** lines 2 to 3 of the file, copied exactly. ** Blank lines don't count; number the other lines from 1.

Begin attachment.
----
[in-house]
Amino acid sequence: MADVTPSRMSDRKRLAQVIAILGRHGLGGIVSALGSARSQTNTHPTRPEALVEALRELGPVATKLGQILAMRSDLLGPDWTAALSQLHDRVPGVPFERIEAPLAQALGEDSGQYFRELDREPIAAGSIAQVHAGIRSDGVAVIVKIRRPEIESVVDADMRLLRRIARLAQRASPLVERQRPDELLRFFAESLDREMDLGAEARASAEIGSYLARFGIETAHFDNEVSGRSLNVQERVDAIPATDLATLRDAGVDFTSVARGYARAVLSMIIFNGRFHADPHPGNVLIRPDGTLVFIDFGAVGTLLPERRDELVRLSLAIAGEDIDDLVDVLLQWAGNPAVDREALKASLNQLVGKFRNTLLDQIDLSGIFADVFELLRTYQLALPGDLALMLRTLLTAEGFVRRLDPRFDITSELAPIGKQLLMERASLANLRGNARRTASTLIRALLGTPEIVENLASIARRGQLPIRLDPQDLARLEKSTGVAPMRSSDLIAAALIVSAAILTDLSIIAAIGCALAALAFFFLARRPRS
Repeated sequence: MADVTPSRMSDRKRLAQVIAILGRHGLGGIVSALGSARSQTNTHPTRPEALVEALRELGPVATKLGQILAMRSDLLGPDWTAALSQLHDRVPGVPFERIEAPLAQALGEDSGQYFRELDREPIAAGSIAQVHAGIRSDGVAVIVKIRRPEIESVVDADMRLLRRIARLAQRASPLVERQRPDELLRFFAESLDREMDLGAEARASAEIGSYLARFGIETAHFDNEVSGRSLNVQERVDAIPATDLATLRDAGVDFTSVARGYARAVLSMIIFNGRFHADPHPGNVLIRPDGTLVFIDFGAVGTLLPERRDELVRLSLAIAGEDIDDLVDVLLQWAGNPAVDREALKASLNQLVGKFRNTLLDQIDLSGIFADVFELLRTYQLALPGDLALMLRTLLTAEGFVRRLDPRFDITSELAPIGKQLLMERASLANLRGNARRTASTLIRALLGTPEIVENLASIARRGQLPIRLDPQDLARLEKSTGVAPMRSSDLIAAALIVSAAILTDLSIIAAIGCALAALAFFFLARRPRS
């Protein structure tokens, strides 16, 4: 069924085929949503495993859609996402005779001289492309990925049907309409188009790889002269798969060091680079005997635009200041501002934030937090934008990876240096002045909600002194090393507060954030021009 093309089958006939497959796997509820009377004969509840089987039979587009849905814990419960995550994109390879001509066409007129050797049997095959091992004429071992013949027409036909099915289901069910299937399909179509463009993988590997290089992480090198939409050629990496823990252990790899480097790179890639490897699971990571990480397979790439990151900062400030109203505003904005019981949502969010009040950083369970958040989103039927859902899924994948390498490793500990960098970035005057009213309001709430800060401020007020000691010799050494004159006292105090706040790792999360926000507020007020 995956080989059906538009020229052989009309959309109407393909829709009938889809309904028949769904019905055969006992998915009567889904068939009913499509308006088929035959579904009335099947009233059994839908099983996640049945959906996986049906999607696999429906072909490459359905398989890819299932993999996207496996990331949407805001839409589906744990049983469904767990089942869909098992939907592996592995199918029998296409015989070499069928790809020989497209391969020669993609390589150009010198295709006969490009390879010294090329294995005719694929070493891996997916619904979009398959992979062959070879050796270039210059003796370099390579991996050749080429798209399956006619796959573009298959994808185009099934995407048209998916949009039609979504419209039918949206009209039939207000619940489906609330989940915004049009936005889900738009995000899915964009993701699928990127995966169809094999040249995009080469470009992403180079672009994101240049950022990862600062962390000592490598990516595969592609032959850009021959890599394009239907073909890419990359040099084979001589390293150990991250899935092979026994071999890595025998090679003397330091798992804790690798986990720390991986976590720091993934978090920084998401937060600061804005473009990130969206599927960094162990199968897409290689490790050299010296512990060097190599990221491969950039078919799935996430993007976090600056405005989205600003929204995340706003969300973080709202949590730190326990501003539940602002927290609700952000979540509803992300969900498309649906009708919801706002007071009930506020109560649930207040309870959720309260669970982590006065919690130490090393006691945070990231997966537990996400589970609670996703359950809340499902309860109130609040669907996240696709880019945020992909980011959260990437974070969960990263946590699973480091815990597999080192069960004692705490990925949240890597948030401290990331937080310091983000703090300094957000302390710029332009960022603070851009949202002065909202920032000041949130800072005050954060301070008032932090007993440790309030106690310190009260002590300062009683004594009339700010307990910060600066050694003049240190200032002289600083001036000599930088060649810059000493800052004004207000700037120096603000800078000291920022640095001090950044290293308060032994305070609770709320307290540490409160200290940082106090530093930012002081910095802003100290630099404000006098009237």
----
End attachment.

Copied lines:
Amino acid sequence: MADVTPSRMSDRKRLAQVIAILGRHGLGGIVSALGSARSQTNTHPTRPEALVEALRELGPVATKLGQILAMRSDLLGPDWTAALSQLHDRVPGVPFERIEAPLAQALGEDSGQYFRELDREPIAAGSIAQVHAGIRSDGVAVIVKIRRPEIESVVDADMRLLRRIARLAQRASPLVERQRPDELLRFFAESLDREMDLGAEARASAEIGSYLARFGIETAHFDNEVSGRSLNVQERVDAIPATDLATLRDAGVDFTSVARGYARAVLSMIIFNGRFHADPHPGNVLIRPDGTLVFIDFGAVGTLLPERRDELVRLSLAIAGEDIDDLVDVLLQWAGNPAVDREALKASLNQLVGKFRNTLLDQIDLSGIFADVFELLRTYQLALPGDLALMLRTLLTAEGFVRRLDPRFDITSELAPIGKQLLMERASLANLRGNARRTASTLIRALLGTPEIVENLASIARRGQLPIRLDPQDLARLEKSTGVAPMRSSDLIAAALIVSAAILTDLSIIAAIGCALAALAFFFLARRPRS
Repeated sequence: MADVTPSRMSDRKRLAQVIAILGRHGLGGIVSALGSARSQTNTHPTRPEALVEALRELGPVATKLGQILAMRSDLLGPDWTAALSQLHDRVPGVPFERIEAPLAQALGEDSGQYFRELDREPIAAGSIAQVHAGIRSDGVAVIVKIRRPEIESVVDADMRLLRRIARLAQRASPLVERQRPDELLRFFAESLDREMDLGAEARASAEIGSYLARFGIETAHFDNEVSGRSLNVQERVDAIPATDLATLRDAGVDFTSVARGYARAVLSMIIFNGRFHADPHPGNVLIRPDGTLVFIDFGAVGTLLPERRDELVRLSLAIAGEDIDDLVDVLLQWAGNPAVDREALKASLNQLVGKFRNTLLDQIDLSGIFADVFELLRTYQLALPGDLALMLRTLLTAEGFVRRLDPRFDITSELAPIGKQLLMERASLANLRGNARRTASTLIRALLGTPEIVENLASIARRGQLPIRLDPQDLARLEKSTGVAPMRSSDLIAAALIVSAAILTDLSIIAAIGCALAALAFFFLARRPRS